Older adults who took a daily multivitamin and mineral supplement with zinc and high amounts of vitamin C in a 12-week study experienced sickness for shorter periods and with less severe symptoms than counterparts in a control group receiving a placebo.
Older adults who took a daily multivitamin and mineral supplement with zinc and high amounts of vitamin C experienced sickness for shorter periods
The findings by Oregon State University researchers were published in the journal Nutrients.
The research by scientists at OSU’s Linus Pauling Institute involved 42 healthy people ages 55 to 75 and was designed to measure the supplement’s effects on certain immune system indicators. It also looked at bloodstream levels of zinc and vitamins C and D while taking the supplement, as these micronutrients are important for proper immune function.
Micronutrients are important for proper immune function
The immune indicators, including white blood cells’ ability to kill incoming pathogens, were unaltered in the group receiving the supplement.
The multivitamin group showed improved vitamin C and zinc status in the blood. Most intriguing, illness symptoms reported by this group were less severe and went away faster than those experienced by the placebo group.
The same percentage of participants in each group reported symptoms, but days of sickness in the supplement group averaged fewer than three compared to more than six for the placebo group.
“The observed illness differences were striking,” said corresponding author Adrian Gombart, professor of biochemistry and biophysics in the OSU College of Science and a principal investigator at the Linus Pauling Institute. “While the study was limited to self-reported illness data and we did not design the study to answer this question, the observed differences suggest that additional larger studies designed for these outcomes are warranted — and, frankly, overdue.”
Risk of vitamin and mineral deficiencies contribute to age-related immune system deficiencies
As people get older, the risk of vitamin and mineral deficiencies that contribute to age-related immune system deficiencies rises. Across the United States, Canada and Europe, research suggests more than one-third of older adults are deficient in at least one micronutrient, often more than one.
“That likely contributes to a decline in the immune system, most often characterized by increased levels of inflammation, reduced innate immune function and reduced T-cell function,” Gombart said. “Since multiple nutrients support immune function, older adults often benefit from multivitamin and mineral supplements. These are readily available, inexpensive and generally regarded as safe.”
Multivitamin supplement used in the study focused on vitamins and minerals
The multivitamin supplement used in the study focused on vitamins and minerals typically thought to help immunity. It contained 700 micrograms of vitamin A; 400 international units of vitamin D; 45 milligrams of vitamin E; 6.6 milligrams of vitamin B6; 400 micrograms of folate; 9.6 micrograms of vitamin B12; 1,000 milligrams of vitamin C; 5 milligrams of iron; 0.9 milligrams of copper; 10 milligrams of zinc; and 110 micrograms of selenium.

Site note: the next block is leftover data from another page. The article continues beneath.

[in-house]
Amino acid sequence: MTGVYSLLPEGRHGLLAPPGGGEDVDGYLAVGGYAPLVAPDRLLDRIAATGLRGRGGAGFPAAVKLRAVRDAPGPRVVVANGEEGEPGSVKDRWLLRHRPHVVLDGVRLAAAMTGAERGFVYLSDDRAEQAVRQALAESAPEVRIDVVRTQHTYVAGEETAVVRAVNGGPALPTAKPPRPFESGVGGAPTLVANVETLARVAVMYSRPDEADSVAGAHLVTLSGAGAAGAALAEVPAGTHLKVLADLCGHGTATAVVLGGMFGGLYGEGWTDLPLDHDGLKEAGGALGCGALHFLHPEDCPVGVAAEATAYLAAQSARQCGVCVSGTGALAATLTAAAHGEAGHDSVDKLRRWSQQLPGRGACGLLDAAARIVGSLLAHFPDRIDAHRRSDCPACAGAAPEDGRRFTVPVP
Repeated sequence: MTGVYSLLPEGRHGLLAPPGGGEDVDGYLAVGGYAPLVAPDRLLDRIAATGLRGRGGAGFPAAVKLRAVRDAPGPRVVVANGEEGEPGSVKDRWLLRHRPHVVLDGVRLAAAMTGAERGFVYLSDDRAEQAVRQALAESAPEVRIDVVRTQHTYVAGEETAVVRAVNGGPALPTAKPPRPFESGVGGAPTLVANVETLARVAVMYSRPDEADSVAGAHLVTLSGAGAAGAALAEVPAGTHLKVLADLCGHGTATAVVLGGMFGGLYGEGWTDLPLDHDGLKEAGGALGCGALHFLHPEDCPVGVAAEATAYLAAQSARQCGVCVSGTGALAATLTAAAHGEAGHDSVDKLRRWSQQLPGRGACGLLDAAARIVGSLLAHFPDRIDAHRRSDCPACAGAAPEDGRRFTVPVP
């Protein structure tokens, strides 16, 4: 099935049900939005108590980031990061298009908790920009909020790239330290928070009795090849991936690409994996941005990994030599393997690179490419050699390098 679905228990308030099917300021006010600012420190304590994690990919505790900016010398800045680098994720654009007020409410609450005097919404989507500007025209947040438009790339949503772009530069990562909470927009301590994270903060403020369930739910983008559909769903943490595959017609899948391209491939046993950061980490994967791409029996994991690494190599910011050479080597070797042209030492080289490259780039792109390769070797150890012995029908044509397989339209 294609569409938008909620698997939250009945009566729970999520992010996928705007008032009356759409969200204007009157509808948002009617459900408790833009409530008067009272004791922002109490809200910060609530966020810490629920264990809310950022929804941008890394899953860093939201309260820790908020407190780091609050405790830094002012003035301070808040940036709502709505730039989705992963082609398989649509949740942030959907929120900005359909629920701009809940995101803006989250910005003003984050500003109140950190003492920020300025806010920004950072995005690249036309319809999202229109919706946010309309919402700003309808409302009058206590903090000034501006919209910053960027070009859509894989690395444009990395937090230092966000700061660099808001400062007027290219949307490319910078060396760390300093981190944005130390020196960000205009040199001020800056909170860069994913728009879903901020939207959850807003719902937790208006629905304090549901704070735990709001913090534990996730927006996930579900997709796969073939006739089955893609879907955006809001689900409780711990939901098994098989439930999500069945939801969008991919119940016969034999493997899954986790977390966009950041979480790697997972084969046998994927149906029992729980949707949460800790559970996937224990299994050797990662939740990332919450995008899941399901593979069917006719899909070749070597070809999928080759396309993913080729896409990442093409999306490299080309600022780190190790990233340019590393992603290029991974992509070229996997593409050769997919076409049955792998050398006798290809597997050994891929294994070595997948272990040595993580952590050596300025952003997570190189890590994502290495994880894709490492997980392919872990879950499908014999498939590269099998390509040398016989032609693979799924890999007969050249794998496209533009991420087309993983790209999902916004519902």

“Supplementation was associated with significantly increased circulating levels of zinc and vitamin C, and with illness symptoms that were less severe and shorter lasting,” Gombart said. “This supports findings that stretch back decades, even to the days of Linus Pauling’s work with vitamin C. Our results suggest more and better designed research studies are needed to explore the positive role multivitamin and mineral supplementation might play in bolstering the immune system of older adults.”1. Mary L. Fantacone, Malcolm B. Lowry, Sandra L. Uesugi, Alexander J. Michels, Jaewoo Choi, Scott W. Leonard, Sean K. Gombart, Jeffrey S. Gombart, Gerd Bobe, Adrian F. Gombart. The Effect of a Multivitamin and Mineral Supplement on Immune Function in Healthy Older Adults: A Double-Blind, Randomized, Controlled Trial. Nutrients, 2020; 12 (8): 2447 DOI: 10.3390/nu12082447
Razi Berry is the founder and publisher of the journal Naturopathic Doctor News & Review, which has been in print since 2005, and the premier consumer-faced website of naturopathic medicine, NaturalPath. She is the host of The Love is Medicine Project docuseries, The Natural Cancer Prevention Summit, The Heart Revolution-Heal, Empower and Follow Your Heart, and the popular 10-week Sugar Free Summer program. From a near death experience as a young girl that healed her failing heart, to later overcoming infertility and chronic fatigue syndrome and fibromyalgia through naturopathic medicine, Razi has lived the mind/body healing paradigm. Her projects uniquely capture the tradition and philosophy of naturopathy: The healing power of nature, the vital life force in every living thing and the undeniable role that science and mind/body medicine have in creating health and overcoming dis-ease. You can follow Razi on social media: Facebook at Razi Berry, Instagram at Razi.Berry and join the Love is Medicine group to explore the convergence of love and health. Look for more, and listen to more Love is Medicine podcast episodes here.